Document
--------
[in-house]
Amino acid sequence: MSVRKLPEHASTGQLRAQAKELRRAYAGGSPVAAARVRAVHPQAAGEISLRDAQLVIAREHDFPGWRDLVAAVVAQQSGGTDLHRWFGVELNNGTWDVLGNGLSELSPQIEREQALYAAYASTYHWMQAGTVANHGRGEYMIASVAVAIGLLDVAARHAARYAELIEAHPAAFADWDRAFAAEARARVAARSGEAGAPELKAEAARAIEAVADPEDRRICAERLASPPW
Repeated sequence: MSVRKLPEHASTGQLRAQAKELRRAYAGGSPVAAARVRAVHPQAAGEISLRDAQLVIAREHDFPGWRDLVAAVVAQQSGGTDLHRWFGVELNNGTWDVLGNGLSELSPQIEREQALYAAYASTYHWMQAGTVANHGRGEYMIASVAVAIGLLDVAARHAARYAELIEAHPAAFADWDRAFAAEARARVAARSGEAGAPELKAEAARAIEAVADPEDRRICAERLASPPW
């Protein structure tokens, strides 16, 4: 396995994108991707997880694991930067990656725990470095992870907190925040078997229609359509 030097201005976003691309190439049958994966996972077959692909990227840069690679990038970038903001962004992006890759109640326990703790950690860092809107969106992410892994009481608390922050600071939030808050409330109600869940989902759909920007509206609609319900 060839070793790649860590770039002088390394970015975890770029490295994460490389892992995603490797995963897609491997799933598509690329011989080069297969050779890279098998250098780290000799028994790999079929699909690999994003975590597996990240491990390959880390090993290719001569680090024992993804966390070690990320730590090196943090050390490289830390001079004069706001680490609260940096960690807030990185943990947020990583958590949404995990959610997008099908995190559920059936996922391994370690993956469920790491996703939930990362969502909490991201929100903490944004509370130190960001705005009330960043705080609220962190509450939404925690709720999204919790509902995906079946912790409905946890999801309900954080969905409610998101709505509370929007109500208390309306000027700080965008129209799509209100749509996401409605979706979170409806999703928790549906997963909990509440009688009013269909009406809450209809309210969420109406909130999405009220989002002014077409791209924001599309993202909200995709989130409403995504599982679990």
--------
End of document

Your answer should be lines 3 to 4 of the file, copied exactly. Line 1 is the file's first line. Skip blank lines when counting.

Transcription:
Repeated sequence: MSVRKLPEHASTGQLRAQAKELRRAYAGGSPVAAARVRAVHPQAAGEISLRDAQLVIAREHDFPGWRDLVAAVVAQQSGGTDLHRWFGVELNNGTWDVLGNGLSELSPQIEREQALYAAYASTYHWMQAGTVANHGRGEYMIASVAVAIGLLDVAARHAARYAELIEAHPAAFADWDRAFAAEARARVAARSGEAGAPELKAEAARAIEAVADPEDRRICAERLASPPW
């Protein structure tokens, strides 16, 4: 396995994108991707997880694991930067990656725990470095992870907190925040078997229609359509 030097201005976003691309190439049958994966996972077959692909990227840069690679990038970038903001962004992006890759109640326990703790950690860092809107969106992410892994009481608390922050600071939030808050409330109600869940989902759909920007509206609609319900 060839070793790649860590770039002088390394970015975890770029490295994460490389892992995603490797995963897609491997799933598509690329011989080069297969050779890279098998250098780290000799028994790999079929699909690999994003975590597996990240491990390959880390090993290719001569680090024992993804966390070690990320730590090196943090050390490289830390001079004069706001680490609260940096960690807030990185943990947020990583958590949404995990959610997008099908995190559920059936996922391994370690993956469920790491996703939930990362969502909490991201929100903490944004509370130190960001705005009330960043705080609220962190509450939404925690709720999204919790509902995906079946912790409905946890999801309900954080969905409610998101709505509370929007109500208390309306000027700080965008129209799509209100749509996401409605979706979170409806999703928790549906997963909990509440009688009013269909009406809450209809309210969420109406909130999405009220989002002014077409791209924001599309993202909200995709989130409403995504599982679990």